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Utah Jazz: Ahead of Game 3, Snyder shows off his own skills

Published April 20, 2017 5:39 pm

Through two games, Quin Snyder isn't coaching like a playoff rookie.
This is an archived article that was published on sltrib.com in 2017, and information in the article may be outdated. It is provided only for personal research purposes and may not be reprinted.

He has gone from wunderkind coach to couch-crasher. From sharing practice space with the homeless in Austin, Texas, to the lavishness of Los Angeles and the NBA. Then, as soon as he was sitting next to Kobe Bryant, he upped and moved closer to the Kremlin.

The journey has been long enough and strange enough that Quin Snyder jokes he doesn't remember all the stuff, or all the possessions he has lost with each move. But the Utah Jazz coach has picked up a thing or two along the way.

"Resiliency has been something that I've had to learn," Snyder said. "Hopefully that helps. This is a long season. The playoffs are a long season. There are going to be ups and downs."

And as the Jazz dig in for Game 3 of their first-round playoff series with the Clippers, tied at one game apiece, they are missing their star center. So they will lean even more on Snyder, at the helm of an NBA playoff team for the first time, to guide them through to the second round.

Friday night at Vivint Smart Home Arena will mark the third playoff game of Snyder's head coaching career.

On the opposite bench, Clippers coach Doc Rivers has more than 150 of them, including an NBA title, on his résumé.

Snyder's players nevertheless have plenty of faith.

"It doesn't seem like he's a rookie coach in the playoffs at all," forward Gordon Hayward said this week.

The Jazz credited Snyder and his coaching staff for putting them in position to win Game 1 of the series, identifying during a late timeout that they could create a mismatch with L.A.'s Jamal Crawford if they didn't call timeout in the game's final seconds and give the Clippers a chance to make a substitution. The end result: forward Joe Johnson got a switch onto Crawford and exploited him for the game-winning bucket.

"He's a guy that we've leaned on at the end of games, putting us in spots where we can be effective," Hayward said.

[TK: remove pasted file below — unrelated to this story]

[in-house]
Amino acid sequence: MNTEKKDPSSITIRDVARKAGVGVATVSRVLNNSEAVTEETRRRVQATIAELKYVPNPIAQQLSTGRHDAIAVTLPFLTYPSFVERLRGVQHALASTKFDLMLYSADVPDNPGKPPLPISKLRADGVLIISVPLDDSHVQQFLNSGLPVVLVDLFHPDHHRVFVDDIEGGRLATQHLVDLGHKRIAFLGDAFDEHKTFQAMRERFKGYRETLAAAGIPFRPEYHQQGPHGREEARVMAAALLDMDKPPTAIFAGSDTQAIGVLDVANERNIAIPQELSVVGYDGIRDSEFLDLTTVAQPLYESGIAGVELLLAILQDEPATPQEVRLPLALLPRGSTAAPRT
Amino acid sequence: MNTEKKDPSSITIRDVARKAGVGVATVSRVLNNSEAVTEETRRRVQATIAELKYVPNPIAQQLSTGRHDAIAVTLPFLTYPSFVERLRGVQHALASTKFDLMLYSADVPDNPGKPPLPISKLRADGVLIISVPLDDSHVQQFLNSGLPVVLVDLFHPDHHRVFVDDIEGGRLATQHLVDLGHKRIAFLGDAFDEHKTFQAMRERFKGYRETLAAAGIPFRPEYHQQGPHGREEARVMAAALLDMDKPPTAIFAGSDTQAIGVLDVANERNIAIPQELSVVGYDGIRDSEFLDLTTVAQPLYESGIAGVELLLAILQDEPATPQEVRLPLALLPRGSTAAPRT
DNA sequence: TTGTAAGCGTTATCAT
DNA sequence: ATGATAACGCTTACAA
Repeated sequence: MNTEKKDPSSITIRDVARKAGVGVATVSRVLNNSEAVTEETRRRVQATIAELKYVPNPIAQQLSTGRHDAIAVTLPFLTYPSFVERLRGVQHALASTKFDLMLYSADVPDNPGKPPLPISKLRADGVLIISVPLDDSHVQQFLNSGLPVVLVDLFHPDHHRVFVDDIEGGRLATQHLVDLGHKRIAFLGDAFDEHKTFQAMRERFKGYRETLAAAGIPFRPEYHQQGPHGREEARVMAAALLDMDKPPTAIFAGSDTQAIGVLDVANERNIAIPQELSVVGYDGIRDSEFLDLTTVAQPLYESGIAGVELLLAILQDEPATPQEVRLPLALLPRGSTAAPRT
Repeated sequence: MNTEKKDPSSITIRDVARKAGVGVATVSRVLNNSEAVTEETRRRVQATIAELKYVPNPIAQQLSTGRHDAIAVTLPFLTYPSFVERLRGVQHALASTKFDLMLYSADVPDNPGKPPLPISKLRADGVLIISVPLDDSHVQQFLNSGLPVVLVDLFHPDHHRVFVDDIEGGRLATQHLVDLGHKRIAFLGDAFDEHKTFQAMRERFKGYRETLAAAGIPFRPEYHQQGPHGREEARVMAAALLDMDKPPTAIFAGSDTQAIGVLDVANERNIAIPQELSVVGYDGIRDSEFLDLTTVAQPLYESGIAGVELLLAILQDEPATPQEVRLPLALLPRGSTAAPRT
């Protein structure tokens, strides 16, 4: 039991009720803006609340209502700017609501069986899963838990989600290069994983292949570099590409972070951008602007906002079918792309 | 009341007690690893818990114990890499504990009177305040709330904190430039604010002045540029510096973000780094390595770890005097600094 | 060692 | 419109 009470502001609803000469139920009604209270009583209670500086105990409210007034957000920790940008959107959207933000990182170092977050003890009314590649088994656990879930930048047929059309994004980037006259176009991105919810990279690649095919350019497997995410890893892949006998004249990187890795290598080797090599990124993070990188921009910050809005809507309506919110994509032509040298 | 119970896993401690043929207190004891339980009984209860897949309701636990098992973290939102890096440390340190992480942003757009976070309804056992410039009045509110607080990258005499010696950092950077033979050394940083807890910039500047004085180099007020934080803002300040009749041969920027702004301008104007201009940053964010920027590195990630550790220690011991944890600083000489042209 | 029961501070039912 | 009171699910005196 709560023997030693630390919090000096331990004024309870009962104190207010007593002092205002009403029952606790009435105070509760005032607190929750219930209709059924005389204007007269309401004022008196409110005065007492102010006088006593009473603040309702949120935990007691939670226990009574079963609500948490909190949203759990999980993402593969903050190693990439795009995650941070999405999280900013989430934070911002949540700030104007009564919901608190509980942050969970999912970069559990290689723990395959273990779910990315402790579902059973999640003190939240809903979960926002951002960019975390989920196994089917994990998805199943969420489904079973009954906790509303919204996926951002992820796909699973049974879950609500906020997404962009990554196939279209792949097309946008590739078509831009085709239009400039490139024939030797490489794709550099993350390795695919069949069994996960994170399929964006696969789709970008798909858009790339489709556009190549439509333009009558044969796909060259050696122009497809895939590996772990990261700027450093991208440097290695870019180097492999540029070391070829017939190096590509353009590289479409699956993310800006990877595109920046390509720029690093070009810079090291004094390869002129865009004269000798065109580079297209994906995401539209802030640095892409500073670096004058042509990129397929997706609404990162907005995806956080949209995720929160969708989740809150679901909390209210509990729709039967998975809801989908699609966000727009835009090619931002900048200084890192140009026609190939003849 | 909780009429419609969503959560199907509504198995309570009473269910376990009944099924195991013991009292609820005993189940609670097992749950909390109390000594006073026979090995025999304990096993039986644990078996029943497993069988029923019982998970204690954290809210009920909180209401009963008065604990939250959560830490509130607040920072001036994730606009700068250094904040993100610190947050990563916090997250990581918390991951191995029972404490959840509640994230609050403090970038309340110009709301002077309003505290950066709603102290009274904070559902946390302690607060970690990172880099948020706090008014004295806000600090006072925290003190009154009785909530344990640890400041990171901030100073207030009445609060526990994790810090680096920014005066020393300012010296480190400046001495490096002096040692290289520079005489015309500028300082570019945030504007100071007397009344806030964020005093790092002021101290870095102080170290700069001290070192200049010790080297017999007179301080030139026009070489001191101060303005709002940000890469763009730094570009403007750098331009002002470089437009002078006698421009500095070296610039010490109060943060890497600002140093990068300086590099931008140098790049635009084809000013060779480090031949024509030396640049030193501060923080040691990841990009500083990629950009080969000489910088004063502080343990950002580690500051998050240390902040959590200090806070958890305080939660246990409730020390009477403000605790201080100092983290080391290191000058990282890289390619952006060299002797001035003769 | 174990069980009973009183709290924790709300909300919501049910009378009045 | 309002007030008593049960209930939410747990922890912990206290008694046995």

The 50-year-old Snyder usually is well caffeinated and never seems to be short on energy around his players. The guy his players call Coach Q has focused that energy on his Xs and Os while preparing his team for its ninth meeting with the Clippers since the start of preseason.

"He's always intense, so it's hard to go up from what he usually is," shooting guard Rodney Hood said. "But the preparation is different. A lot more film, a lot more on the scouting report that we go through."

Snyder's adjustments in Game 2 came a little too late. The Clippers jumped on the Jazz early and rode their first-quarter advantage to a 99-91 victory. The Jazz will need a reworked strategy to keep L.A. out of the paint with center Rudy Gobert out for another game with a left knee injury.

Snyder helped guide the Jazz to 51 wins in the regular season, despite a litany of injuries at nearly every position.

"Really, the game plans have been unique and special all year," Hayward said, "and have been a lot of the reasons why we've won despite our injuries."

Can Snyder do it again without the league's leading shot blocker?

"I'm very confident in him," said Derrick Favors, who started Game 2 at center with Gobert out. "He's a smart guy. Real smart coach. He makes adjustments on the fly, and you've just got to be ready. I think he's done a great job so far."

Favors has seen Snyder's mind at work. He has been talking to his coach when Snyder has stopped, drawn up a play on the wall in his office then picked up the conversation right back up.

George Hill, meanwhile, expects the text messages from his coach to come in past midnight.

"He gives us a lot of different ideas of what he's thinking," the point guard said.

Hill has some experience with Snyder's abilities to make playoff adjustments. Snyder was the Atlanta Hawks' assistant coach whose job it was to scout the Indiana Pacers in 2014. When the two teams met in the playoffs, the Hawks pushed the Pacers to seven games. Hill likes his chances with Snyder on his side.

"He's one of the smartest coaches I've been around," Hill said.

The Jazz's odds to move past the first round got longer when they lost the 7-footer Gobert just 11 seconds into the first game of the series. But even before then Snyder had predicted his team would face some sort of adversity in the postseason.

As the series began, Snyder reflected on the challenges he'd faced himself during a winding path to the postseason, from small D-League gymnasiums, to the Russian winter during his season as a coach in Moscow, and now the NBA playoffs.

"There's not a whole lot you can throw at me that can discourage me," he said.


Twitter: @aaronfalk —

Quin Snyder's coaching journey

1992-93 • Los Angeles Clippers assistant

1993-99 • Duke University assistant

1999-2006 • University of Missouri coach

2007-10 • Austin Toros coach (D-League)

2010-11 • Philadelphia 76ers assistant

2011-12 • Los Angeles Lakers assistant

2012-13 • CSKA Moscow assistant

2013-14 • Atlanta Hawks assistant

2014-present • Utah Jazz coach






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